Court Filing Alleges Nearly 100 Deaths or Injuries from Goodyear RV Tires

Tire manufacturer says it's cooperating with federal safety probe but can't comment further, citing pending litigation.

Inside A Goodyear Tire & Rubber Co. Auto Service Location As Earnings Figures Are Released
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Federal safety officials investigating whether some older Goodyear motorhome tires may fail and cause deadly crashes also say they've received related reports of one death and 13 injuries. 

But the toll could be significantly higher, according to documents filed in a court case in Arizona.

"There were at least 98 death or injury claims and well in excess of 600 property damage claims caused by G159 failures," according to a Jan. 9, 2017, filing with an Arizona superior court by attorneys for a Tucson family that claim their front RV tire blew in 2003, leading to a devastating crash.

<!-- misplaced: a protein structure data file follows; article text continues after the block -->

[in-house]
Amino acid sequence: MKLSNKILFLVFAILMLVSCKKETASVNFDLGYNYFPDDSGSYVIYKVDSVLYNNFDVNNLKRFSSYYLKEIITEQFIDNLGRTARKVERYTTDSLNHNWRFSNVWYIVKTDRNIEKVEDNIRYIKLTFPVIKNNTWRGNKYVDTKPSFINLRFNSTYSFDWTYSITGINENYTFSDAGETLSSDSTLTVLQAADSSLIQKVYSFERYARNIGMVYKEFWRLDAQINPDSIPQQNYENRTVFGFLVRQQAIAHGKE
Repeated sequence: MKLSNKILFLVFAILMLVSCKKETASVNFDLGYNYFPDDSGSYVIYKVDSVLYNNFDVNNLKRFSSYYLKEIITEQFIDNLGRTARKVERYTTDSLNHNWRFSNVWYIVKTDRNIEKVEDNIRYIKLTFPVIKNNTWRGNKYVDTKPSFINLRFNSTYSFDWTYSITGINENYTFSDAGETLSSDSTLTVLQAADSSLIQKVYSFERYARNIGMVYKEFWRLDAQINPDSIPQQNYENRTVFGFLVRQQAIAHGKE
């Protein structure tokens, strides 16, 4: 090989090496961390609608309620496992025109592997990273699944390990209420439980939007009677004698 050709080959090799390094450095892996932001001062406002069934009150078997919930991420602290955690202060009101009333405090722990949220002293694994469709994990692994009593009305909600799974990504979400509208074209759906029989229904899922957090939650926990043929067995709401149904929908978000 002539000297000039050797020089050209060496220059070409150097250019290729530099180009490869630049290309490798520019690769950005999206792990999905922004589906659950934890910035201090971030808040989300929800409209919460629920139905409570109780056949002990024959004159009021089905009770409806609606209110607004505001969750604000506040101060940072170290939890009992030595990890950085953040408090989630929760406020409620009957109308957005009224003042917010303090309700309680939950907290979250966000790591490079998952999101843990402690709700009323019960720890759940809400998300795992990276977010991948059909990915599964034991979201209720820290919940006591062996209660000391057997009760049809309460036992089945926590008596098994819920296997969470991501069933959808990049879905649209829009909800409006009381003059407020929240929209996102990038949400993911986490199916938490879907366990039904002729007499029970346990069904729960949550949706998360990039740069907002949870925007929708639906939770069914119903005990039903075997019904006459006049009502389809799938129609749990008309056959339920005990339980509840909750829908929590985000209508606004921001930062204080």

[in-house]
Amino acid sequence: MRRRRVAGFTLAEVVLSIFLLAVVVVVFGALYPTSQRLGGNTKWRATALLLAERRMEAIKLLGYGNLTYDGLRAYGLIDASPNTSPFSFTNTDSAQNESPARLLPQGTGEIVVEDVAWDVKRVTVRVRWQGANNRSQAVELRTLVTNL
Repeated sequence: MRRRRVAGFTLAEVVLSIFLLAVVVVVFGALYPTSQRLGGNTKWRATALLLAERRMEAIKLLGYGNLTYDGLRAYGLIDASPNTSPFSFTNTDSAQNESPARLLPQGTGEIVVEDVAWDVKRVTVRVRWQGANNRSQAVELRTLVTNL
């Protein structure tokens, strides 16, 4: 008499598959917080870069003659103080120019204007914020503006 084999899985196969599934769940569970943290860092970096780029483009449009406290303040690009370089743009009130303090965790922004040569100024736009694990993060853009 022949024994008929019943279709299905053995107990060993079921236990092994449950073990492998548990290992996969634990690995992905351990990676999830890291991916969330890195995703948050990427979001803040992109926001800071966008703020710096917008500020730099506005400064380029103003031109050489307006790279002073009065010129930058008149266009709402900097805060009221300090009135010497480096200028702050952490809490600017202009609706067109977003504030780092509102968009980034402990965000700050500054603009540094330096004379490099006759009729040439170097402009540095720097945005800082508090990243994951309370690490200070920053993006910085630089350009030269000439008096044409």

The tires, made between 1996 and 2003, have reportedly led to at least 40 legal cases over the past decade, many of which were settled and led to confidentiality agreements that kept details under wraps.

The National Highway Traffic Safety Administration recently opened a probe into whether roughly 40,000 Goodyear motorhome tires still in use may fail and cause potentially deadly crashes, saying the number of claims filed against the country's biggest tire maker suggest a possible safety defect.

"The idea that there are only 13 injuries and one death is ridiculous," said Jason Levine, executive director of the Center for Auto Safety, which is trying to get information described as confidential by Goodyear publicly released.

"The allegations total almost 100 deaths or injuries related to the tires," said Levine, citing court filings on behalf of plaintiffs, some of Goodyear's responses and news stories. 

Levine's consumer advocacy group believes the 98 deaths or injury count to be accurate, based on its reviews of court testimony. "If Goodyear has a different number, they're not sharing it," he said.

Goodyear said it is cooperating with the government, but could not comment further, due to pending litigation. 

The NHTSA said it was given documents related to the tires under a court order that does not allow the agency to release the information.